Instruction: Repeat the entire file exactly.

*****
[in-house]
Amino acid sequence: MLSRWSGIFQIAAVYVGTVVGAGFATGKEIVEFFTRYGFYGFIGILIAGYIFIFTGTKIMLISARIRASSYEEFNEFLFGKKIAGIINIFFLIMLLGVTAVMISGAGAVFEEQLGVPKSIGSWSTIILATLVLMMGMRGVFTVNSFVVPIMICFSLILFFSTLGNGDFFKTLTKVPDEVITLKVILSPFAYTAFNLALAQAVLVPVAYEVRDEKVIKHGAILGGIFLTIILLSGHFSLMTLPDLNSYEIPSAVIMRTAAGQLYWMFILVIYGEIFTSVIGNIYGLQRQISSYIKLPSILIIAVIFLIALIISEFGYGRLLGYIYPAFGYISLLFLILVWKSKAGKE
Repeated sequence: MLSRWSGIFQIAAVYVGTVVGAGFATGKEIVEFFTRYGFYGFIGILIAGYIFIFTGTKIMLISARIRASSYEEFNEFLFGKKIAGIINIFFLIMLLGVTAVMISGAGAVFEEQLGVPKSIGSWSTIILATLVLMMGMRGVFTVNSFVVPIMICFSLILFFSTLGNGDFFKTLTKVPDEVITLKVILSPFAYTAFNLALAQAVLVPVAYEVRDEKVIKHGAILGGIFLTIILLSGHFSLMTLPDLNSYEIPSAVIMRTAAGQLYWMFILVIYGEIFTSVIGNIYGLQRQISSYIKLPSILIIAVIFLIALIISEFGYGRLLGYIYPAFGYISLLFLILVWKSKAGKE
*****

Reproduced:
[in-house]
Amino acid sequence: MLSRWSGIFQIAAVYVGTVVGAGFATGKEIVEFFTRYGFYGFIGILIAGYIFIFTGTKIMLISARIRASSYEEFNEFLFGKKIAGIINIFFLIMLLGVTAVMISGAGAVFEEQLGVPKSIGSWSTIILATLVLMMGMRGVFTVNSFVVPIMICFSLILFFSTLGNGDFFKTLTKVPDEVITLKVILSPFAYTAFNLALAQAVLVPVAYEVRDEKVIKHGAILGGIFLTIILLSGHFSLMTLPDLNSYEIPSAVIMRTAAGQLYWMFILVIYGEIFTSVIGNIYGLQRQISSYIKLPSILIIAVIFLIALIISEFGYGRLLGYIYPAFGYISLLFLILVWKSKAGKE
Repeated sequence: MLSRWSGIFQIAAVYVGTVVGAGFATGKEIVEFFTRYGFYGFIGILIAGYIFIFTGTKIMLISARIRASSYEEFNEFLFGKKIAGIINIFFLIMLLGVTAVMISGAGAVFEEQLGVPKSIGSWSTIILATLVLMMGMRGVFTVNSFVVPIMICFSLILFFSTLGNGDFFKTLTKVPDEVITLKVILSPFAYTAFNLALAQAVLVPVAYEVRDEKVIKHGAILGGIFLTIILLSGHFSLMTLPDLNSYEIPSAVIMRTAAGQLYWMFILVIYGEIFTSVIGNIYGLQRQISSYIKLPSILIIAVIFLIALIISEFGYGRLLGYIYPAFGYISLLFLILVWKSKAGKE